print(d == d2) // true

Although the decimal separator of the current locale is a comma, the description string (using the period as decimal separator) is correctly converted to the original number.

No, it's not. Decimal.description always use . as decimal separator. Decimal(string:locale) parse the string input with locale specific decimal separator:

import Foundation

let french = Locale(identifier: "fr_FR")

print(Decimal(string: "0,3", locale: french)!)  // 0.3
print(Decimal(string: "0.3", locale: french)!)  // 0

Passing nil to locale: uses the system locale so decimal separator can be anything.

This is how I ensure the round trip is correct independent of whatever the user's system default:

let d: Decimal = 0.3
// now parse the .description to get the same value back regardless of user's locale preference:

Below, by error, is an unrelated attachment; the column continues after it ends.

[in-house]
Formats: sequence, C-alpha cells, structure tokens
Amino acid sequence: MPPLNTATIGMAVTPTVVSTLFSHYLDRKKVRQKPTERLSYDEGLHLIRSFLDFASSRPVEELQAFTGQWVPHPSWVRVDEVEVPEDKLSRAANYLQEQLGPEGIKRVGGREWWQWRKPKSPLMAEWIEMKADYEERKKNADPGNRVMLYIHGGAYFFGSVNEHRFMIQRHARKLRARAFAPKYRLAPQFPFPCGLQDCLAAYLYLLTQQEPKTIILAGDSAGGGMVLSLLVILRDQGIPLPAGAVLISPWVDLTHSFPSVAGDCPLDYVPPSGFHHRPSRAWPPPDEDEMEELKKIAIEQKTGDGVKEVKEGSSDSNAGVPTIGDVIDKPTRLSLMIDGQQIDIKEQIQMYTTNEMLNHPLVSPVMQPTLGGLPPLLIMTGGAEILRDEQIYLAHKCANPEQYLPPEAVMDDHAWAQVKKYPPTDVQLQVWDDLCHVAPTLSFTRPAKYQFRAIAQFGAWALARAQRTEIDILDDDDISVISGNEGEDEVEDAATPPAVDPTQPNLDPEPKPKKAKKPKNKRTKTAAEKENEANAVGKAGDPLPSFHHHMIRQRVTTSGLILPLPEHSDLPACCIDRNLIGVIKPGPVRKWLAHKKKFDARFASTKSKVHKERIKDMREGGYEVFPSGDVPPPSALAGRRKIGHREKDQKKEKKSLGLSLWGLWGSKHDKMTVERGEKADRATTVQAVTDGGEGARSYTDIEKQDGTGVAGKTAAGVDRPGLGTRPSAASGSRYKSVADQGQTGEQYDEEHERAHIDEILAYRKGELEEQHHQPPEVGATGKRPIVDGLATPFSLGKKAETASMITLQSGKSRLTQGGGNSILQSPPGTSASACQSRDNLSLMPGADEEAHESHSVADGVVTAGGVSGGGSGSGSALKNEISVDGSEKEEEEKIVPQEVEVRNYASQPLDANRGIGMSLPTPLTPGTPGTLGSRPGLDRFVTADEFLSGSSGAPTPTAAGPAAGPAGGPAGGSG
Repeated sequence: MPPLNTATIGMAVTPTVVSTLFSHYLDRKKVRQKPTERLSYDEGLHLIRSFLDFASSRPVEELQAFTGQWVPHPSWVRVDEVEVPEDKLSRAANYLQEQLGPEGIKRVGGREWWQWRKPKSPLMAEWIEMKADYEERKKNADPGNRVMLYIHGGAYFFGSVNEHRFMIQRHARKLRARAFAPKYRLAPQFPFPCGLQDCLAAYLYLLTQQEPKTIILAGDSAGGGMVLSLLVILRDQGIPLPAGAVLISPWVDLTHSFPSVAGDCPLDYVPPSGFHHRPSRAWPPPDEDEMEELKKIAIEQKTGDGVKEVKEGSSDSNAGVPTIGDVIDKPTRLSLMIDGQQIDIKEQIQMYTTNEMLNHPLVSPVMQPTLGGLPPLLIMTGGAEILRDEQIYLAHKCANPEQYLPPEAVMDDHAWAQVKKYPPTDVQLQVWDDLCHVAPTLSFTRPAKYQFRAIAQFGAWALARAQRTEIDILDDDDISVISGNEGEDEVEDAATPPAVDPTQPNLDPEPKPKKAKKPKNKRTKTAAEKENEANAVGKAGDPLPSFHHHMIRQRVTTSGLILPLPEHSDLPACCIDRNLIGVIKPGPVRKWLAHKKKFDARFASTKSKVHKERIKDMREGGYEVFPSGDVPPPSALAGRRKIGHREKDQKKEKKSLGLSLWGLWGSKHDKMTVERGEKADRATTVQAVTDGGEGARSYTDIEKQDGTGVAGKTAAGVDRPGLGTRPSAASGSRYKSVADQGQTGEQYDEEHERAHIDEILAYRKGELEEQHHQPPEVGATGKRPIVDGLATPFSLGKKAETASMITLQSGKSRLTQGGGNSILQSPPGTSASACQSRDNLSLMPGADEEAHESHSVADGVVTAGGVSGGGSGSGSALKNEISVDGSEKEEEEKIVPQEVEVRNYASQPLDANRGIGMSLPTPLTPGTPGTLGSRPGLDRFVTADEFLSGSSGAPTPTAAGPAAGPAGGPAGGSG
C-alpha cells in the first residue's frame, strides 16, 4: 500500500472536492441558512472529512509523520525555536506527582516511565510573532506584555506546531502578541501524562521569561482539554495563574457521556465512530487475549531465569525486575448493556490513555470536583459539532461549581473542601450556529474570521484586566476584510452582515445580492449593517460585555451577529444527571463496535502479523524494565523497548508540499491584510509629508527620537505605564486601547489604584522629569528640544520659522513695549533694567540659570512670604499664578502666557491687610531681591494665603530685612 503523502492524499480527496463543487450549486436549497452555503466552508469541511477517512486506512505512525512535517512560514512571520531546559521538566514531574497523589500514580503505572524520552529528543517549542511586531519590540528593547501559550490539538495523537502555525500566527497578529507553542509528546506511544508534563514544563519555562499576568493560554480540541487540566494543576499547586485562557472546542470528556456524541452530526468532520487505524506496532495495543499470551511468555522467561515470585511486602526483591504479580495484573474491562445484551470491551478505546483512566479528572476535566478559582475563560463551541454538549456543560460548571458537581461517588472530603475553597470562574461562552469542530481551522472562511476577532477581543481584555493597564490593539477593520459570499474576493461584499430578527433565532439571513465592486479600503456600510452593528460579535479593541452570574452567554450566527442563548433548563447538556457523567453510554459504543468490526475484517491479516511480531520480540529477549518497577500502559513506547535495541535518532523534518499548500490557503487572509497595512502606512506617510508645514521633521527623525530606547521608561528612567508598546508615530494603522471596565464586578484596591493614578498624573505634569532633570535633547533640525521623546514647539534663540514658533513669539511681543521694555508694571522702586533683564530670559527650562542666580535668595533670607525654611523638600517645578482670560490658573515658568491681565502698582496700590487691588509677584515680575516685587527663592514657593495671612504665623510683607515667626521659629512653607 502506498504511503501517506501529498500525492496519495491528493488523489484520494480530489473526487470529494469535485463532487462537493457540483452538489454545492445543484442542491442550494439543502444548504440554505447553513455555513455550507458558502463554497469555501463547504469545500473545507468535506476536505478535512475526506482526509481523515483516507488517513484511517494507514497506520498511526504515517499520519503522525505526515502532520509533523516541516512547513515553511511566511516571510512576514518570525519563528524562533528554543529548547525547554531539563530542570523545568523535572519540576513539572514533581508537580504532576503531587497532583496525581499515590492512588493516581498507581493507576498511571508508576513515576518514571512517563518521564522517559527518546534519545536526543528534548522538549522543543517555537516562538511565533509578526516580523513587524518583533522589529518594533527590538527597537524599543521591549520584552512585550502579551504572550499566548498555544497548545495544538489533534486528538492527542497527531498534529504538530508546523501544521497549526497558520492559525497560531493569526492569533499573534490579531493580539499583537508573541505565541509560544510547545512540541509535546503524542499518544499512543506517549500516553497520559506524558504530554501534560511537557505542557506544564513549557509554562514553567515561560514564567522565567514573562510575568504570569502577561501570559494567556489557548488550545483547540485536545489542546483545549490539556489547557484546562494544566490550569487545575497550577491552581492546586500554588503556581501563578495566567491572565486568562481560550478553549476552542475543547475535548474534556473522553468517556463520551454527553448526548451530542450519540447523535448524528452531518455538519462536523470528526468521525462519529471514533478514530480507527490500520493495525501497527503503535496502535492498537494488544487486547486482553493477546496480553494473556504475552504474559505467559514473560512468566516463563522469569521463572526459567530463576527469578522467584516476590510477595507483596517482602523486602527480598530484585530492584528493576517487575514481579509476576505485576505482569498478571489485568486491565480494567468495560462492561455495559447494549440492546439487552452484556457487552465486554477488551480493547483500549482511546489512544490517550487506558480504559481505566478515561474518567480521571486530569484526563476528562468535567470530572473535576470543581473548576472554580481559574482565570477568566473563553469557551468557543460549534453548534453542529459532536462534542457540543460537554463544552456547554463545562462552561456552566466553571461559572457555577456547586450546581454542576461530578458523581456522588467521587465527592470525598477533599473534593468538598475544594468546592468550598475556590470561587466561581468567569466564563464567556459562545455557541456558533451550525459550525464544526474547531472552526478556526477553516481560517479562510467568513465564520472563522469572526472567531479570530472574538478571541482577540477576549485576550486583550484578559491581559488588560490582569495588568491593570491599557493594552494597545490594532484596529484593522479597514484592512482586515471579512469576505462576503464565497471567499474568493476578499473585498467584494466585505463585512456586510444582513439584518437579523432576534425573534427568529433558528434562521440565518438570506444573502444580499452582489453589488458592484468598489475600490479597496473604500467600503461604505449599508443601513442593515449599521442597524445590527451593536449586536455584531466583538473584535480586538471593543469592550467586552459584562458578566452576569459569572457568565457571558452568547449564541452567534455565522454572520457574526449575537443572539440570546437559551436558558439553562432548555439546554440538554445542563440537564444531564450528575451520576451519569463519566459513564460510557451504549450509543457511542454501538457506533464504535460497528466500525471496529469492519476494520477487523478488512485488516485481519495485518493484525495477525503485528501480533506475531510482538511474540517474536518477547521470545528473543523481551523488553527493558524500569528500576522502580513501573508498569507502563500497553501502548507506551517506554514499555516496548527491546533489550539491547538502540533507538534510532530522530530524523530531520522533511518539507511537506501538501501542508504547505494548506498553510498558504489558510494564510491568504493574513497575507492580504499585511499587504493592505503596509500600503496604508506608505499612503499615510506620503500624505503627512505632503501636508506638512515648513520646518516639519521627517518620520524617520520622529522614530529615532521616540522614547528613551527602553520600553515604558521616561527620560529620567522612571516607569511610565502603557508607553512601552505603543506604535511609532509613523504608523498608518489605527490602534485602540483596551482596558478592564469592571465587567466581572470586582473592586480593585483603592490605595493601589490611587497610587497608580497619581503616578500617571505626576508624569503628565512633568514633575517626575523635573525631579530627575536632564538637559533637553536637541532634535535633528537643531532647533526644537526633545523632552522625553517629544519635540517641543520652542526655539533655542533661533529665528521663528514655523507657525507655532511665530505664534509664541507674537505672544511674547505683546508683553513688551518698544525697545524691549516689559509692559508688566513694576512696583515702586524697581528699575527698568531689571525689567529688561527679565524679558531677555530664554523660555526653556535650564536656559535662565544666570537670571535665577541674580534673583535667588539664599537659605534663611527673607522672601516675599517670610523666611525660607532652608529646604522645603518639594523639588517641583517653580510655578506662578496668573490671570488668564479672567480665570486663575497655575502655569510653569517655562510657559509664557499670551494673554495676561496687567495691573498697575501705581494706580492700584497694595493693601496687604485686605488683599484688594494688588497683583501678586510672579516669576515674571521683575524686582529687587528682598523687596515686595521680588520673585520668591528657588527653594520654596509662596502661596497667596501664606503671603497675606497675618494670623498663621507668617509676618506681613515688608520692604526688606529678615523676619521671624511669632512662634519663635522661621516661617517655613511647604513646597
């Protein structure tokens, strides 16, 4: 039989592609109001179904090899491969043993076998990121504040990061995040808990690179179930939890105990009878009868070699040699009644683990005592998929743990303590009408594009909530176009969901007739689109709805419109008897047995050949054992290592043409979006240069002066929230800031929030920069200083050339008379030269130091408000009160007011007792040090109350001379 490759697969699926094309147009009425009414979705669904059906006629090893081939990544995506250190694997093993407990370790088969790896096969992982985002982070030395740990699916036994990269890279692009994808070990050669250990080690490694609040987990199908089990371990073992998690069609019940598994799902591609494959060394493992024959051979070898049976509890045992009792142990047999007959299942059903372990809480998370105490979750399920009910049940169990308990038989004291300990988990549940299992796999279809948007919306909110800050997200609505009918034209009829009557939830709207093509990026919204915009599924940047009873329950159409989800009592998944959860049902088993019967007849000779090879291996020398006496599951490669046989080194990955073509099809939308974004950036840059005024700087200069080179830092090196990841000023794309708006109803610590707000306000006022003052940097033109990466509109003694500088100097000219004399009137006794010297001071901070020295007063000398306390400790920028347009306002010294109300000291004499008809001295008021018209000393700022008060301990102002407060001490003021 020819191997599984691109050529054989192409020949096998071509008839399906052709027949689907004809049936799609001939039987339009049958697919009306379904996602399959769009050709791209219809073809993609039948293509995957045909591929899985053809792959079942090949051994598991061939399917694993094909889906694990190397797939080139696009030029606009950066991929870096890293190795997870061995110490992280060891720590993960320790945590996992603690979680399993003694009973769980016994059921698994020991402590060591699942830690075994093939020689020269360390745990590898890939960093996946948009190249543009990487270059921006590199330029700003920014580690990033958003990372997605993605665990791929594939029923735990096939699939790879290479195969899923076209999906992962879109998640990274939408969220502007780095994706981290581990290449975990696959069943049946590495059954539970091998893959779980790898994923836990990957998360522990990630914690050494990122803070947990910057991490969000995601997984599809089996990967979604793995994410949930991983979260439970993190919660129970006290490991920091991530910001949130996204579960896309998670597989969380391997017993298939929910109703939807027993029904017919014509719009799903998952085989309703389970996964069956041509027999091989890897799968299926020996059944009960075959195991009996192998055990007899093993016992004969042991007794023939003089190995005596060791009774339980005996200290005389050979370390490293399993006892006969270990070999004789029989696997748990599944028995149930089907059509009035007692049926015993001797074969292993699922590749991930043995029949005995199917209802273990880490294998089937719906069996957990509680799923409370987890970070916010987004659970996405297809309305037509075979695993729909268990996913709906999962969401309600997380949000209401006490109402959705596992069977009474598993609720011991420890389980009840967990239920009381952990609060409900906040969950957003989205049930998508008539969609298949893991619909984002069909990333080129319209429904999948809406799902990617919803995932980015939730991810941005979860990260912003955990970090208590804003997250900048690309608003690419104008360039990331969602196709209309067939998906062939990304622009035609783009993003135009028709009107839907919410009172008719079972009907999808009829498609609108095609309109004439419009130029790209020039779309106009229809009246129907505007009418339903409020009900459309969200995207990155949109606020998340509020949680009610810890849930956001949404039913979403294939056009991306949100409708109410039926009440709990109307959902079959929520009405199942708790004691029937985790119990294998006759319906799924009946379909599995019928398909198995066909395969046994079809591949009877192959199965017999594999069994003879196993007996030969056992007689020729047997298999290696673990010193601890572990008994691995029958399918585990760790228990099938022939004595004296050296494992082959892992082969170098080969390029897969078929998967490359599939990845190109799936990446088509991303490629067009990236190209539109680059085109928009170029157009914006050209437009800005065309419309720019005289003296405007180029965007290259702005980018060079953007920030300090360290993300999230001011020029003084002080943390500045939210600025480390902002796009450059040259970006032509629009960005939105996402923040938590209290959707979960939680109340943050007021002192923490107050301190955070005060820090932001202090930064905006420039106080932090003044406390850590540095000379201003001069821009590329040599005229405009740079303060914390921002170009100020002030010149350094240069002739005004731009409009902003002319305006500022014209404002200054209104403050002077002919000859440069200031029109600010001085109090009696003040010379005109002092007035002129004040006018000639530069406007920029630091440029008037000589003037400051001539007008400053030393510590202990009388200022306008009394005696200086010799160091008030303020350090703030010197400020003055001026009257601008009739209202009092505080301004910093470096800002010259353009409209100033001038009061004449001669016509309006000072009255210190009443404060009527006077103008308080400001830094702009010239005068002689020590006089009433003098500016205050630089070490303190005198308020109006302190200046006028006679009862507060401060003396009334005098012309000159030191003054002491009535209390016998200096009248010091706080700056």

let d2 = Decimal(string: d.description, locale: Locale(identifier: "en_US"))   // always use "." for decimal separator
// if you do this:
let d3 = Decimal(string: d.description)
// if the user's locale is "fr_FR", you get 0, not 0.3

I don't know what the answer is. But I only see Decimal.description uses "." as decimal separator.

I set the Run scheme to use French locale and the environment(.locale, french), Decimal.description all use ".":

import SwiftUI

struct DecimalAndLocale2: View {
    static let french = Locale(identifier: "fr_FR")
    let d: Decimal = 0.3

    var body: some View {
        VStack {
            let _ = print(d.description)    // 0.3
            Text("\(d.description)")        // 0.3
        }
        .environment(\.locale, Self.french)
    }
}

but if what you say is true that Decimal.description use system preference locale's decimal separator, then I'll have to write my own Decimal.description to use "en_US" locale so I know for sure it only uses "." as decimal separator.